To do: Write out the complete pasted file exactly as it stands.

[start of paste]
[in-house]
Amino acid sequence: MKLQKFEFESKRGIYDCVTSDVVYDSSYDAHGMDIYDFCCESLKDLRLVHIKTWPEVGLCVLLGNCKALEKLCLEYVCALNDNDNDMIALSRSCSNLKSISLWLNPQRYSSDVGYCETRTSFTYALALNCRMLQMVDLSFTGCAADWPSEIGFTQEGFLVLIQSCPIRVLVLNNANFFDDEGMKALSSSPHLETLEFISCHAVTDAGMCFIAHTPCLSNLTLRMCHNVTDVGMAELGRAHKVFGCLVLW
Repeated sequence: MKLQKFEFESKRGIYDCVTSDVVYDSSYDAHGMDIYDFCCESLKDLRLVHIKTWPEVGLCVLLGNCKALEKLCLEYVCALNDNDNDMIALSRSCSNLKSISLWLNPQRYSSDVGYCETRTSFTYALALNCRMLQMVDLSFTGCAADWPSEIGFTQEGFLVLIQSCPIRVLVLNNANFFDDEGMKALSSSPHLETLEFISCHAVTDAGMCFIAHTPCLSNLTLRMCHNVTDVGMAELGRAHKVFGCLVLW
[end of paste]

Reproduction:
[in-house]
Amino acid sequence: MKLQKFEFESKRGIYDCVTSDVVYDSSYDAHGMDIYDFCCESLKDLRLVHIKTWPEVGLCVLLGNCKALEKLCLEYVCALNDNDNDMIALSRSCSNLKSISLWLNPQRYSSDVGYCETRTSFTYALALNCRMLQMVDLSFTGCAADWPSEIGFTQEGFLVLIQSCPIRVLVLNNANFFDDEGMKALSSSPHLETLEFISCHAVTDAGMCFIAHTPCLSNLTLRMCHNVTDVGMAELGRAHKVFGCLVLW
Repeated sequence: MKLQKFEFESKRGIYDCVTSDVVYDSSYDAHGMDIYDFCCESLKDLRLVHIKTWPEVGLCVLLGNCKALEKLCLEYVCALNDNDNDMIALSRSCSNLKSISLWLNPQRYSSDVGYCETRTSFTYALALNCRMLQMVDLSFTGCAADWPSEIGFTQEGFLVLIQSCPIRVLVLNNANFFDDEGMKALSSSPHLETLEFISCHAVTDAGMCFIAHTPCLSNLTLRMCHNVTDVGMAELGRAHKVFGCLVLW